Earlier this month the USCCB officially released a guide on Social Media for American Catholics.
Overall, I think it’s a great step for the USCCB and will prove very helpful in educating and introducing Social Media to so many in the Church who are just starting to use it. The guide also offers a lot of sound advice for all of us who use Social Media. It should be required reading for every church employee. And it can be read in about 10 minutes.
One of the most important points I think they hit on was this:
“Users of social media expect site administrators to allow dialogue, to provide information, and to acknowledge mistakes. [...]
Social media’s emphasis is on the word “social,” with a general blurring of the distinction between creators of content and consumers of content. Many communication experts are describing the adaption of social media as a paradigm shift in how humans communicate.”
This is such an important point. I know a lot of diocesan officials who are very hesitant to jump into using Social Media because they are looking at it through the lens of the old paradigm of traditional media. It’s a different world with different uses and different expectations. And the longer we refuse to adapt, the longer we are being left out of the conversation.
Here’s another really excellent point that the USCCB makes in the document:
“The key question that faces each church organization that decides to engage social media is, How will we engage? Careful consideration should be made to determine the particular strengths of each form of social media (blogs, social networks, text messaging, etc.) and the needs of a ministry, parish, or organization.”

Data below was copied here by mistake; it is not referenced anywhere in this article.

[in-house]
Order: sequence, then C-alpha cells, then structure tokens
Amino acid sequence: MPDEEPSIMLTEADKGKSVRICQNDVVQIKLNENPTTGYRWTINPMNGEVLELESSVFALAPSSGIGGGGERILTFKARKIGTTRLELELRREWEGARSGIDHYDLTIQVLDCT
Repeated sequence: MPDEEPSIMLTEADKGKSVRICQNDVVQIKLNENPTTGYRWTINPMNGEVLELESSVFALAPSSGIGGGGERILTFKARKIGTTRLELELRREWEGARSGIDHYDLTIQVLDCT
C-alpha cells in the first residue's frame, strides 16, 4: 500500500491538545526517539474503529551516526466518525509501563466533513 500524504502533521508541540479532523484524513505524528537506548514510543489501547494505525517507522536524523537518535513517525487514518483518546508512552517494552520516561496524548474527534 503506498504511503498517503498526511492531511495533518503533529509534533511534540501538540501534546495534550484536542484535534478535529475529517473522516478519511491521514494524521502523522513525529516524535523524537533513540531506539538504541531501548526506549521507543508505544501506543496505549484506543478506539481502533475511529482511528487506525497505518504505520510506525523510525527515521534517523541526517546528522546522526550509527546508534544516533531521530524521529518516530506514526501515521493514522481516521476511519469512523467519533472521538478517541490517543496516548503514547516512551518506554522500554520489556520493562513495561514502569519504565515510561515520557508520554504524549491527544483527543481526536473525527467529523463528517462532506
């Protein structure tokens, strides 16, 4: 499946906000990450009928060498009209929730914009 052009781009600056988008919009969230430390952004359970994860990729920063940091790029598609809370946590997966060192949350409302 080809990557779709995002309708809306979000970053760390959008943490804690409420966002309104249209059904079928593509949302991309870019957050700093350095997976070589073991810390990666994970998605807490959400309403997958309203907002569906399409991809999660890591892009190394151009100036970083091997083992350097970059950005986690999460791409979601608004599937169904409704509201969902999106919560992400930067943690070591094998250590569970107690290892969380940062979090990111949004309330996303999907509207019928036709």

So many parishes and ministries just have a Facebook page. Or they have a Twitter account. They have a website. Just because it’s the cool thing to do. Twitter is an amazing tool. It might be the absolute wrong answer for your ministry. You can’t build a house by simply having a bunch of tools. You’ve got to know which tool to use and when and how to use it.
There were also a few things that I think could be improved in the document.
For instance, I wasn’t sure what to make of this paragraph:
“Topics that are in current debate will generate more comments/responses. These include issues in which the Church’s teachings are often in contrast to some popular positions (gay rights, abortion, immigration reform, health care reform). In other words, the Church’s social justice teachings, including the pro-life aspects of those teachings, often elicit unfavorable comments. Some people determine that those topics will not be engaged with on official sites. Others provide guidance on how to engage in dialogue around these topics.”
The line “Some people determine that those topics will not be engaged with on official sites” is what bothers me. I don’t think the USCCB is discouraging discussion on hot topics, but it seems like they are okay if you don’t. Maybe I am misreading that. But in my opinion, we need to be encouraging such discussion, in general. The document does go on to provide some “rules to the road” when doing so - which is very positive and helpful.